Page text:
The wave should continue moving westward near 15 mph through Friday afternoon, when it will arrive near the northern coast of Nicaragua. Most of the models show some development of 95L by Thursday or Friday, and the disturbance will bring heavy rains to the Netherlands Antilles Islands and north coast of South America on today and Thursday as passes to the north. Heavy rains may also spread to Southwest Haiti and Jamaica on Thursday, and the Cayman Islands, Cuba, Honduras, and Nicaragua on Friday. When 95L moves over or just north of Honduras on Saturday, a trough of low pressure diving southwards over the Eastern U.S. will weaken the steering currents over the Western Caribbean and cause 95L to turn more to the northwest and slow. If the center of 95L remains over water, the storm could easily develop into powerful and dangerous Hurricane Matthew over the Western Caribbean early next week. Even if the center stays over land, the circulation of the storm may be capable of generating dangerous flooding rains over Central America. Steering currents will be weak over the Western Caribbean through the middle of next week, and 95L may spend up to a week over the Western Caribbean, drenching the region with very heavy rains. Another possibility is that the trough of low pressure over the Eastern U.S. will be strong enough to draw 95L northwards across western Cuba and into the Gulf of Mexico 6 - 8 days from now. This solution is not being emphasized as much in today's model's runs as yesterday's, and the danger to the U.S. is uncertain at this point.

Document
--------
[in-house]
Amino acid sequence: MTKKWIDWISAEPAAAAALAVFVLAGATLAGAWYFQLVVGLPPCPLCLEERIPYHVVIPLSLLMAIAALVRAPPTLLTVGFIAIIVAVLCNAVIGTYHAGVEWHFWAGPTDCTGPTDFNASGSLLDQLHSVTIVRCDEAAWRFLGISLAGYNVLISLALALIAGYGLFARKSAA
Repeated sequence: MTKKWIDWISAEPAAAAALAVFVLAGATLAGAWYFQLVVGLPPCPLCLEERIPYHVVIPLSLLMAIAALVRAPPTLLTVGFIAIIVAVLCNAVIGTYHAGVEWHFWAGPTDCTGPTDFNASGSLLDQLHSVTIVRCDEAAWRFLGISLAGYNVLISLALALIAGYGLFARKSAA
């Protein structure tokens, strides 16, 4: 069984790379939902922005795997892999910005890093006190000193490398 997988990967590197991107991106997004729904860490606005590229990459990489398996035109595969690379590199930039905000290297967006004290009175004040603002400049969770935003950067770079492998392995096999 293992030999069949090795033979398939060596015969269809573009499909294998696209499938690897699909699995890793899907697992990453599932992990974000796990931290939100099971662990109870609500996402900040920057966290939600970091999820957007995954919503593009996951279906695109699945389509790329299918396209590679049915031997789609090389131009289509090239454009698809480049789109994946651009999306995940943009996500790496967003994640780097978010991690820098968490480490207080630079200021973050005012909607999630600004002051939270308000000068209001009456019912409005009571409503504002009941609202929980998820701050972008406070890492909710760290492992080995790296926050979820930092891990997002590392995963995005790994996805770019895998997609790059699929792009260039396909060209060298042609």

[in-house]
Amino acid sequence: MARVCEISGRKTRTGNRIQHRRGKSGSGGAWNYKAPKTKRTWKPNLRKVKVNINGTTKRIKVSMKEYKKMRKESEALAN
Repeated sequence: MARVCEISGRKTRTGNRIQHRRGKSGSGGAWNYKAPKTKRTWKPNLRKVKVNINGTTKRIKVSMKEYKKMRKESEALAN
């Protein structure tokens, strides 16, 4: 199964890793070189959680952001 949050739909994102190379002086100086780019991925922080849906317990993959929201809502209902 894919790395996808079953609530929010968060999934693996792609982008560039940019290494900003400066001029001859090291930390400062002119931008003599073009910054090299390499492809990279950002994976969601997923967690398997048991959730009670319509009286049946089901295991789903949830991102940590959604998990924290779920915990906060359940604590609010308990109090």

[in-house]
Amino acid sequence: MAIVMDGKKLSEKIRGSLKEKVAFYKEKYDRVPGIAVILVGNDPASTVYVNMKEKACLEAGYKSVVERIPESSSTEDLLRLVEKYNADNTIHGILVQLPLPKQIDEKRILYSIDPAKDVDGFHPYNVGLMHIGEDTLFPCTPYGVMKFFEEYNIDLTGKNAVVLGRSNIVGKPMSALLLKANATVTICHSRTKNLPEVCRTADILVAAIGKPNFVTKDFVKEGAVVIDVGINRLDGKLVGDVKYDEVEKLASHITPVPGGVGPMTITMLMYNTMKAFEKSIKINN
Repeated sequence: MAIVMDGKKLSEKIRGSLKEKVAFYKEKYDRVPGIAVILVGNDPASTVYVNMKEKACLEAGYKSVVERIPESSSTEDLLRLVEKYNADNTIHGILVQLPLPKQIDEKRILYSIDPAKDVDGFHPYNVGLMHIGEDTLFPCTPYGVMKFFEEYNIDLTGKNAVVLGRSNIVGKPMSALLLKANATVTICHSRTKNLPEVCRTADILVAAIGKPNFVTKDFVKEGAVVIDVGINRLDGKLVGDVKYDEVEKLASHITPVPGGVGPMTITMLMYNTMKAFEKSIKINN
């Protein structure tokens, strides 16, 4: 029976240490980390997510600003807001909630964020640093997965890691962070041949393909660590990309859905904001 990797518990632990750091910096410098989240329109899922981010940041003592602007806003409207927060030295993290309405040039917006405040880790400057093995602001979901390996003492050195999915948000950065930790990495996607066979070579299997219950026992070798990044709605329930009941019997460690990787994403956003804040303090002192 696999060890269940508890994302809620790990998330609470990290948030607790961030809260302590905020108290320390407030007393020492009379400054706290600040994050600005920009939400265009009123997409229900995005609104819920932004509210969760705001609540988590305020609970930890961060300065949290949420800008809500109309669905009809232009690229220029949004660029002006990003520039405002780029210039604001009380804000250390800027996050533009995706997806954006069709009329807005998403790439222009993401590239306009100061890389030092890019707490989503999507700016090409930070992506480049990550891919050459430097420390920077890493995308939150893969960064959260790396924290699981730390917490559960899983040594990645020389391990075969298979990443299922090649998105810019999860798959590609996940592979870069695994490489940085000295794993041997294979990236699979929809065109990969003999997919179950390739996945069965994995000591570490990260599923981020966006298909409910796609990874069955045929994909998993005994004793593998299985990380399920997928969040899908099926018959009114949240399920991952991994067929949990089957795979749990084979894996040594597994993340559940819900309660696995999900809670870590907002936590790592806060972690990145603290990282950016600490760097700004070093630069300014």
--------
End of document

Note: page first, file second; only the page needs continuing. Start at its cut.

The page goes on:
Figure 4. Morning satellite image of 95L.

Tropical Storm Lisa
Tropical Storm Lisa continues to churn the waters of the far Eastern Atlantic. By Friday night, upper level winds out of the west are expected to increase, bringing high wind shear of 20 - 45 knots over Lisa. The high shear may be capable of destroying the storm by early next week. It appears unlikely that Lisa will affect any land areas.

Georgette headed towards Arizona
Tropical Depression Georgette hit the tip of Baja California as a weak tropical storm with 40 mph winds yesterday, but dropped little rain. Georgette is in the Gulf of California, headed northwards, and could bring heavy rains to Arizona on Thursday.

Hurricane Karl's aftermath
Mexico continues to clean up from Hurricane Karl, which made landfall last Friday in Veracruz state as a Category 3 hurricane with 115 mph winds. Karl dumped approximately one foot of rain in the Sierra Madre Oriental Mountains, which cause some rivers to rise to unprecedented levels. The death toll from Karl's flooding and mudslides stands at 16, and ten of thousands remain in shelters after being displaced from their flooded homes. Insurance company AIR Worldwide is estimating insured losses at $100 - $200 million. Actual damage is estimated to be as much as $3.9 billion, since insurance take-up rates are low in Mexico. Karl is the second billion-dollar hurricane to hit Mexico this year; in June, Hurricane Alex hit just south of the Texas border as a Category 2 storm, killing 51 and doing $1.9 billion in damage.

Elsewhere in the tropics
The GFS model predicts a new tropical depression might develop in the Central Caribbean about seven days from now. The NOGAPS model predicts a new tropical depression will form off the coast of Africa about seven days from now.

My next post will be Thursday morning.

Jeff Masters

Uprooted Buoy (Maciejewski)
A buoy is left stranded on the beach from the storm waves of Hurricane Igor...
Uprooted Buoy

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what kind of a threat could we face on the north gulf coast with 95l?
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Quoting Cotillion:
Actually a question on the East Pacific:

Why is TD Georgette - whilst about to dump rains on Mexico - without an Aviso Publico when it is going to be directly affecting an Hispanophone country?